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MBNZ reports faster fixed wireless, fibre max

Measuring Broadband New Zealand report shows faster fixed wireless, faster fibre max. Chorus needs relaxed immigration rules.
MBNZ reports faster fixed wireless, fibre max

MBNZ spring report clocks faster fixed wireless, fibre max

The latest Measuring Broadband New Zealand (MBNZ) report published by the Commerce Commission show improved download speeds for fixed wireless and fibre max customers.

In its Spring Report, the Commerce Commission says the average fixed wireless download speed is up 16 per cent on numbers recorded for the Winter Report. The average speed on fixed wireless networks is 37.1 Mbps across the week. This drops to 30.5 Mbps during peak hours.

Fixed wireless upload speeds increased from an average of 16.7 Mbps to 18 Mbps.

The number of fixed wireless households able to stream two simultaneous ultra-high definition Netflix streams increased from 46 per cent to 59 per cent.

The report shows Fibre Max download speeds increased from an average of 856 Mbps in the Winter Report to 877 Mbps in the Spring Report. That’s nn increase of 20 Mbps. Fibre Max is the name used by the Commerce Commission to describe broadband services built around a raw 1 Gbps wholesale connection; the practical speed available to users drops after overheads are taken into account.

Both speeds are the highest yet recorded for the respective services in MBNZ tests.

Commenting on the results, Telecommunications Commissioner, Tristan Gilbertson puts the measurements into perspective: “With the cost of living on the rise, it’s great to see improved performance of fixed wireless, as it can be a cheaper alternative to other technologies like fibre – although it comes with trade-offs in terms of speed and latency that consumers need to consider.”

“It’s great to see Fibre Max customers still getting performance improvements over time with no change in cost – something that seems likely to help cement its position as the fastest growing fibre segment.”

The MBNZ Spring Report notes a small drop in average speeds on the Vodafone (soon to be rebranded as One) HFC network which it says are unlikely to be noticed by users.

Vodafone had the best fibre max speeds during the report’s period hitting an average of 921 Mbps with a barely perceptible drop to 918.6 Mbps during peaks. Of the five ISPs surveyed, MyRepublic had the slowest fibre max speeds with an average of 826.9 Mbps – almost 100 Mbps behind Vodafone.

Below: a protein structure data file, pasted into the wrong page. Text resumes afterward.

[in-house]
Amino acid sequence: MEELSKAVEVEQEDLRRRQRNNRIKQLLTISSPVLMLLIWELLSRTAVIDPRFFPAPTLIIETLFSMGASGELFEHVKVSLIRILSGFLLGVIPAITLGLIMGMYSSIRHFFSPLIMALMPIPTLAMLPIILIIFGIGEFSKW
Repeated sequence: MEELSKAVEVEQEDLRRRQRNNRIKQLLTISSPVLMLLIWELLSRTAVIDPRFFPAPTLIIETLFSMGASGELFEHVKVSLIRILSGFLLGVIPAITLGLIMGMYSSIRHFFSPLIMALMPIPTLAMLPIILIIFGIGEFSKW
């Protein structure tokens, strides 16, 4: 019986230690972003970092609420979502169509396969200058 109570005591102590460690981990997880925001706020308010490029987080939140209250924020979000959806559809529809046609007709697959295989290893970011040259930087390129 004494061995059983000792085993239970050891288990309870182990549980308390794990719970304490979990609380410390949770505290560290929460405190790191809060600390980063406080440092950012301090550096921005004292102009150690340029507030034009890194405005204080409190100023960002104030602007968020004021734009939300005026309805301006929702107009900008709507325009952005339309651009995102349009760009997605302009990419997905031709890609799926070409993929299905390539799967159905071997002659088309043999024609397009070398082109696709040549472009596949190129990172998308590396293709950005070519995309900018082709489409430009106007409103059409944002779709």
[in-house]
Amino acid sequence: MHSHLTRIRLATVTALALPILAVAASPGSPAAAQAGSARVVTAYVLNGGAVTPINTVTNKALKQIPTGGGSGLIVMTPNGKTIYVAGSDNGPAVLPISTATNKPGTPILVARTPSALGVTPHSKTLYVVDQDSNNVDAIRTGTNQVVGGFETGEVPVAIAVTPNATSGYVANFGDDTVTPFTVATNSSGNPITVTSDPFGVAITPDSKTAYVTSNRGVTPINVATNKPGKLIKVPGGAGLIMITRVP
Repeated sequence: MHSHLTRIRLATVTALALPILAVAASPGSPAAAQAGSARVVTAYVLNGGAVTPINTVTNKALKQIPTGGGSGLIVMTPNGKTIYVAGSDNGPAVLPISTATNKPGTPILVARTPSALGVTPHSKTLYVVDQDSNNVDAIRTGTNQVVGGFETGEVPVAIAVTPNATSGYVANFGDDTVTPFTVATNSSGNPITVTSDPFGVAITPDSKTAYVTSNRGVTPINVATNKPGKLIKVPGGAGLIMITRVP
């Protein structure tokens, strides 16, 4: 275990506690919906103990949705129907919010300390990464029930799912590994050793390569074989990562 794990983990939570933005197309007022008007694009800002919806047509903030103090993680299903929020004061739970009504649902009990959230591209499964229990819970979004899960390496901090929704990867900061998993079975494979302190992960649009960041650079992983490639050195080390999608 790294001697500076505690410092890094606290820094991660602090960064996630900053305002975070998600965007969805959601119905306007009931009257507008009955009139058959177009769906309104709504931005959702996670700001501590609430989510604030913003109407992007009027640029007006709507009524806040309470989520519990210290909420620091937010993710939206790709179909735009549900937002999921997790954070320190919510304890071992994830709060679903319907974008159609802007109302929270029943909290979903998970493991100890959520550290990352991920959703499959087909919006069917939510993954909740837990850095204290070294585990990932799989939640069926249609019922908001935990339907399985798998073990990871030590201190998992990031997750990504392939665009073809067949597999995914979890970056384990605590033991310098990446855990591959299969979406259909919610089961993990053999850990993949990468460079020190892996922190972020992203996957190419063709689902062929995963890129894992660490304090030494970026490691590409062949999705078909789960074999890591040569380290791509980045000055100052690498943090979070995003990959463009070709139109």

Spark, 2degrees and Orcon all showed improved fibre max speeds during the survey. Vodafone’s speed was consistent with the Winter Report. While MyRepublic’s overall average speed improved, the ISP’s customers would have seen a slowdown in peak times where the speed dropped from 822 Mbps to 798 Mbps.

The report notes that fibre max download speeds are fastest in Wellington. The city showed the greatest improvement between the Winter and Spring reports. South Island fibre max speeds are significantly slower than North Island speeds.


It is good to see improved performance from fixed wireless service providers. The service remains important and was in need of a boost. There is still work to do in rural areas, but an average of 16 per cent faster over the course of a three month survey shows the carriers’ network investments are having the desired effect.

While fibre remains the best option for those who can get it, UFB isn’t available everywhere. And fixed wireless offers a more affordable alternative for people on tight budgets or who use less broadband.

The key metric in the the MBNZ report is that more fixed wireless households are able to carry multiple UHD streams. Fibre customers don’t need to think twice about having someone watch Netflix while another household member is on a Zoom call. Increasingly that’s true for fixed wireless users.

Chorus chair wants immigration controls eased

Speaking at the company’s AGM, outgoing Chorus chair Patrick Strange called on the government to further ease immigration controls. He says the company needs to bring in workers from overseas.